As the academic year comes to an end, hundreds of young people are starting a new chapter in life as apprentices.
And in contrast to the dubious career potential that Lord Alan Sugar’s apprentices get, the latest government statistics show that seven in ten apprentices stay with the same employer when their training is completed.
But how can you ensure that your investment pays off and your new talent stays with you?
One Swansea based conveyancing company, Dezrezlegal, which has been driving a campaign to attract more young people to its industry, puts it down to several key factors.
Legal Director of Dezrezlegal Laura Burkinshaw shares:
“Over the last few years we’ve been fortunate enough to take on a number of fantastic apprentices, and seventy five percent of them have stayed with us permanently.
However you really can’t take it for granted that they’ll stay; as a regional company, we’re competing with the glamour of London and elsewhere. You have to make the apprenticeship really count and then ensure that staying seems the most attractive option.”
Here are some of the tips that Laura has learnt about making an apprenticeship work.
A block of time in the workplace
As your apprentice will be studying alongside working, there’s potential for work to feel a little stop-start. So before the apprentice starts studying, have them spend a block of two weeks in the office. This will help them get to know people and get stuck into work that they can later continue with.
It also gives them the opportunity to ensure that they’re going to enjoy the work experience – if they don’t, they don’t need to continue and can put it on their CV with no harm done.
A desk of their own
It can make you feel pretty surplus arriving at work in the morning with no idea of where you’re going to sit. After a few awkward moments, we now ensure that our apprentices have their own desk and chair so that they know that whenever they come in to the office, they’ll have a desk. They can also use this desk to study at on non-workplace days.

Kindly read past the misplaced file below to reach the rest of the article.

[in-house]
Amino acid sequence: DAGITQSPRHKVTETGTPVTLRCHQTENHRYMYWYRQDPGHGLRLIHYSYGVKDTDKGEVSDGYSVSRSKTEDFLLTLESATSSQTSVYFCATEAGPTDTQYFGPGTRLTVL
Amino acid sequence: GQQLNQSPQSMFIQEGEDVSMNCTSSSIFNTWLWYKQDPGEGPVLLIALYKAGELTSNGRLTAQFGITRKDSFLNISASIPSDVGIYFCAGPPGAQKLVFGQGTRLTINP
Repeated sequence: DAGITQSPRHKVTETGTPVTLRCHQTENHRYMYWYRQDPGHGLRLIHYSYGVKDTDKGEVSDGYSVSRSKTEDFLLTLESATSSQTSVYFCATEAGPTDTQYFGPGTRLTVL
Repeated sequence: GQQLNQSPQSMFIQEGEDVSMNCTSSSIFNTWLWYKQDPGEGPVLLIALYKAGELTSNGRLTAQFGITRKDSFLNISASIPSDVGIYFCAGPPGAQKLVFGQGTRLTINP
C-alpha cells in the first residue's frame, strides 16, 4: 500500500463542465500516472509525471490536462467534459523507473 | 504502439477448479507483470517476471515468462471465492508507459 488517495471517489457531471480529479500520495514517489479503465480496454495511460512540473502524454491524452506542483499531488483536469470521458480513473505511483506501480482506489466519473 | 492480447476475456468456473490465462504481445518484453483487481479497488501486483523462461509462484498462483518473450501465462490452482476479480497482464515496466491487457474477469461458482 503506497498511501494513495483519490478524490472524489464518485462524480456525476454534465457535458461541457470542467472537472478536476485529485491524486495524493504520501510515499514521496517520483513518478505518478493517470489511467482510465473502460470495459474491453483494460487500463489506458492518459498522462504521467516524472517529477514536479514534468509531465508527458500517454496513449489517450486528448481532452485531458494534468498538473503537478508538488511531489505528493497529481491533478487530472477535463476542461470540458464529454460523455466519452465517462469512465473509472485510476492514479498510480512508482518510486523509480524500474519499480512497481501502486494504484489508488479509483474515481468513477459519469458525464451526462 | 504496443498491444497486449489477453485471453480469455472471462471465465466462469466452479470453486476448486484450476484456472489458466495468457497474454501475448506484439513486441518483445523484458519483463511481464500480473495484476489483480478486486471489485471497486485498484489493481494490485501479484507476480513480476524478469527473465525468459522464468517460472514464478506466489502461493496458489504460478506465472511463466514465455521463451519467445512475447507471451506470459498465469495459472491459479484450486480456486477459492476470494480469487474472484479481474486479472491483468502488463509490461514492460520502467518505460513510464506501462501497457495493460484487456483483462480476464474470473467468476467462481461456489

Those first experiences of the working world can be daunting – and it’s even worse if you don’t know what’s expected of you. Make sure that your apprentice is assigned a mentor who they will have regular reviews with, ideally at the one month, three month and then six-month mark. It’s an opportunity to discuss both what you’d like from the apprentice and to let them know that their contribution is valued.
Although apprentices will build relationships with the people in their team, we ensure that they are assigned ‘a buddy’ from a different part of the company, someone that doesn’t sit near them. This gives them an opportunity to mix outside their immediate group and ask any questions they have about work or the office environment in general.
A step up after the apprenticeship has finished
To stop your new talent from being enticed away to a better option, give them a better option where they are. Government statistics show that 46% of apprenticeships received a pay rise after completing, and 36% received a promotion after their apprenticeship finished.
Job security that helps build a future
Zero hour contracts… Since 2000, the number of people on them – particularly young people – has risen four-fold.
Although such contracts can work for some employees and employers, don’t be tempted to think that because your apprentice is young and living at home, that they don’t need a set income. Young people today are well aware of the challenge of getting on the housing ladder and so want stability to start saving for a deposit as soon as possible.